June 23, 2003 | WebMemo on Health Care
Congress is poised to act on Medicare legislation that, without fundamental reform, would place the program at risk and leave future generations with a staggering unfunded liability. As the legislative process moves forward, Members of Congress should accept nothing less than a proposal that embraces the principles of real Medicare reform. The reasons:
Medicare is facing a fiscal crisis. With 77 million baby boomers nearing retirement and a shrinking workforce relative to a growing retiree population, the program, in its current form, cannot be sustained. As Chart 1 points out, the program will continue to grow at faster rates. The Medicare Trustees' 75-year projections show that Medicare spending will be over three times the current spending levels, as a percentage of GDP, thus placing a greater burden on future taxpayers and straining other government spending. Consider the cost projections from the Trustees: 
[See the related chart, Figure I.E1.-Medicare Expenditures as a Percentage of the Gross Domestic Product (pdf page 7), from the 2003 Annual Report of the Board of Trustees of the Federal Hospital Insurance and Federal Supplementary Medical Insurance Trust Fund, March 17, 2003.]
Entitlement: A Prescription for Explosive Costs
Congress is considering adding a costly new entitlement to the already unstable Medicare program. Policymakers claim such a proposal will cost no more than $400 billion over the next 10 years. These estimates are shortsighted and can also be misleading. As Joseph Antos, formerly an Assistant Director of the Congressional Budget Office (CBO) and currently a scholar at the American Enterprise Institute (AEI), and his colleague Jagadeesh Gokhale, a visiting scholar at AEI, point out:
Using the same long-term spending assumptions applied to Social Security, the present value of all future Medicare expenditures associated with the administration's original proposal for extending prescription drug coverage could generate an unfunded federal obligation of $6,000bn.
Medicare Trustee Tom Saving, Professor of Economics at Texas A&M University, has reached similar conclusions. In his estimation, the cost of the prescription drug benefit pending before the Senate in "present value" (the value of future obligations in today's dollars) is close to "two-thirds the size of the current $3.8 trillion in debt held by the public."
Furthermore, the addition of a universal prescription drug benefit would put seniors with existing private coverage at risk. According to a Joint Economic Committee report, 78 percent of Medicare beneficiaries already have prescription drug coverage. However, the CBO estimates that between 32 and 37 percent of employers would drop their retiree coverage if the current House and Senate proposals were enacted. Ironically, in many cases, seniors who lost their private coverage would likely spend more on premiums and out-of-pocket costs for prescription drugs under the House and Senate proposals.
Members of Congress should model their reform efforts after the successful Federal Employees Health Benefit Program (FEHBP). This program has been in existence for 43 years and serves federal employees and retirees, their families and dependents. It is structured as a system of plans competing for enrollee participation. Plans are designed, not by the heavy-handedness of the government, but to meet the demands and needs of the enrollees. Not surprisingly, all plans in the FEBHP offer prescription drug coverage. They were not mandated by law to offer it, but chose to do so in order to adjust to the changing needs of their enrollees. It is the centrality of consumer preferences and reliance on real market competition that has made the FEBHP program one of the most successful employer-based health insurance programs in the world.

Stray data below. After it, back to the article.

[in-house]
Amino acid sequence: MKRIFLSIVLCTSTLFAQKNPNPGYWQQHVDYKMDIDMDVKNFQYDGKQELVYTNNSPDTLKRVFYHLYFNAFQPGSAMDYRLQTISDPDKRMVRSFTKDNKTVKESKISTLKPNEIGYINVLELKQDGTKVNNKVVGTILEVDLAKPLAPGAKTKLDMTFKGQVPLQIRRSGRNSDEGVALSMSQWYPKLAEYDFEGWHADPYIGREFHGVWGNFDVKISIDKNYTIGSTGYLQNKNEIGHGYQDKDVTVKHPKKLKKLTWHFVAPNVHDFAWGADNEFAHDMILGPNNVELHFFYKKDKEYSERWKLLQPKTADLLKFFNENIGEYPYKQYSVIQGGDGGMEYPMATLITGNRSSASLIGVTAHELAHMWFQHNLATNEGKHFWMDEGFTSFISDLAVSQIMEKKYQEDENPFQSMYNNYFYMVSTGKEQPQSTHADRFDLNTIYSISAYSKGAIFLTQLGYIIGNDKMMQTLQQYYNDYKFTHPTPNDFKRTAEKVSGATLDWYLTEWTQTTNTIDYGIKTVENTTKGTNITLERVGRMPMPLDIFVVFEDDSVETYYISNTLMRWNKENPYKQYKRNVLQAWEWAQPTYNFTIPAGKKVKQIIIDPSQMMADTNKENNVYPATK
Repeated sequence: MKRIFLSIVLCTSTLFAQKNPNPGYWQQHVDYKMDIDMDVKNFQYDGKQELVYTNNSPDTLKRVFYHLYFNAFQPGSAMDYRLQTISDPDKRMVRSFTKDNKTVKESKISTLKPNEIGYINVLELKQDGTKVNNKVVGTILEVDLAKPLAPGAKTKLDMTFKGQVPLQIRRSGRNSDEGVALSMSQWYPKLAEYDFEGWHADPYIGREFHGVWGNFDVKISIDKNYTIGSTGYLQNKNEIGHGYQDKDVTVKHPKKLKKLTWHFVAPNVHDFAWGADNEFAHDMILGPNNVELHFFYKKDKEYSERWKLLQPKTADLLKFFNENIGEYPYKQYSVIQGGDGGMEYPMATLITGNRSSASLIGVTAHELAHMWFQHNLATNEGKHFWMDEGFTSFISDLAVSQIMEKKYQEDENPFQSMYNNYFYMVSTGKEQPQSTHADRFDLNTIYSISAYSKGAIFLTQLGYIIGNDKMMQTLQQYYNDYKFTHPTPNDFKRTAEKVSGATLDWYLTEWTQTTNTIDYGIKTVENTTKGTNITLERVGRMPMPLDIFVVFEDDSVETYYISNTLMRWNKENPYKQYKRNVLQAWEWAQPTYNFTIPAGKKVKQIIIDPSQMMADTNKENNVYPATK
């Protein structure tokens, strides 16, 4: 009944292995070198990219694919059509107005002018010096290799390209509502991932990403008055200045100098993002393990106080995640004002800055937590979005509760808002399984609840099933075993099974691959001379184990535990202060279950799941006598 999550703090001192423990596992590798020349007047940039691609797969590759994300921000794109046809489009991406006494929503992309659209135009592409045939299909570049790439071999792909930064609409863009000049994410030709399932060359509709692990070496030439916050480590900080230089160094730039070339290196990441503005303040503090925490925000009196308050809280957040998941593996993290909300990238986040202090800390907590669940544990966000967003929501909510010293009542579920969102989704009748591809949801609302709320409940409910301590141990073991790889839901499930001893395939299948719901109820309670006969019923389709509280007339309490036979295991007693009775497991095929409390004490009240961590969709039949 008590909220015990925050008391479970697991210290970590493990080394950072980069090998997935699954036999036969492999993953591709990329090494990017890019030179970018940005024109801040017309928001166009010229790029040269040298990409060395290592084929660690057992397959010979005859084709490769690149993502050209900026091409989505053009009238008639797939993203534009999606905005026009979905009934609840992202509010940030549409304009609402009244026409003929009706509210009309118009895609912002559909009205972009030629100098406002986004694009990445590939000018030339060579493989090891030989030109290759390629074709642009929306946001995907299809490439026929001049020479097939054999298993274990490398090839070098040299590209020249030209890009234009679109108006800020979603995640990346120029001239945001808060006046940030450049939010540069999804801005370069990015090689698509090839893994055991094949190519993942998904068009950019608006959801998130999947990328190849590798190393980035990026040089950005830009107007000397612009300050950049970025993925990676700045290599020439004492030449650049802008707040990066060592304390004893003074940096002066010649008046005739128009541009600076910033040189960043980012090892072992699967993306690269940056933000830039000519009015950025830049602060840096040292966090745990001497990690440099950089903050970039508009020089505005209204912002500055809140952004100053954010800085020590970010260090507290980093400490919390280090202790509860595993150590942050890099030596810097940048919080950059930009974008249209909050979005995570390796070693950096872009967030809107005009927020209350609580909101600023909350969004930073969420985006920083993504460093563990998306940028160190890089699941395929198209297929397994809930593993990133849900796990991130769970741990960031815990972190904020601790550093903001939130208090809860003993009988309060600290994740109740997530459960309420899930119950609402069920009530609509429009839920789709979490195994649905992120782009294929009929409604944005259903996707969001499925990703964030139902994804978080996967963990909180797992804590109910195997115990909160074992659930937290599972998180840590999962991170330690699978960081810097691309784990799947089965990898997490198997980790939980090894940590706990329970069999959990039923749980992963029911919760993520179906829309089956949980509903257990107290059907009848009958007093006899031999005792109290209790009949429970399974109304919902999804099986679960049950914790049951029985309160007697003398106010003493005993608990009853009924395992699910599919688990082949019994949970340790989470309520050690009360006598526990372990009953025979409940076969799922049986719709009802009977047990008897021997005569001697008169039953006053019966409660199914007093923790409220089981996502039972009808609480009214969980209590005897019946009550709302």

To make reform at the core of any Medicare proposal, Members should consider the following recommendations:
The success or failure of the entire Medicare program will rest on whether or not Congress can make real reform the centerpiece of any legislative proposal. The centerpiece should not be the creation of a new entitlement program of unknown cost. Members of Congress must secure provisions that advance reforms that are based on consumer-choice and market competition. Without it, the program cannot be sustained for the next generation of retirees.
 2003 Annual Report
of the Board of Trustees of the Federal Hospital Insurance and
Federal Supplementary Medical Insurance Trust Fund, March 17,
2003, p. 6 at
 $6 trillion in U.S. terms. Joseph Antos and Jagadeesh Gokhale, "A Benefit That is Bad for American's Health," The Financial Times, June 19, 2003, at http://www.ft.com.
 "Medicare Drug Folly," Editorial, The Wall Street Journal, June 16, 2003 at http://www.wsj.com.
 "Medicare Beneficiaries' Links to Drug Coverage," Joint Economic Committee, Economic Policy Research, April 10, 2003.
Robin Toner and Robert Pear, "House Committee Approves Drug Benefits for Medicare," New York Times, June 18, 2003.
If a senior's current retiree prescription drug coverage were more generous than the Medicare standard plan, as defined in both the House and Senate bills, then their costs would increase.
 The Honorable Kay Coles James, "FEHP 101: What Medicare Reformers Should Know," Heritage Foundation Lecture No. 792, June 10 2003, at http://www.heritage.org/Research/HealthCare/HL792.cfm.
 On this point, see Carolyn Merck, The Medicare Program and the Federal Employees Health Benefits Program: Purpose, Design and Options, CRS Report to Congress, The Congressional Research Service, May 26, 1999, p. 19.
 The House Ways and Means Committee and the Energy and Commerce Committee passed similar Medicare legislation.
 For more information regarding the proposal, see Joseph Antos and Grace-Marie Turner, "Executive Summary: Prescription Drug Security Plan," at http://www.galen.org/news/plan_description.html.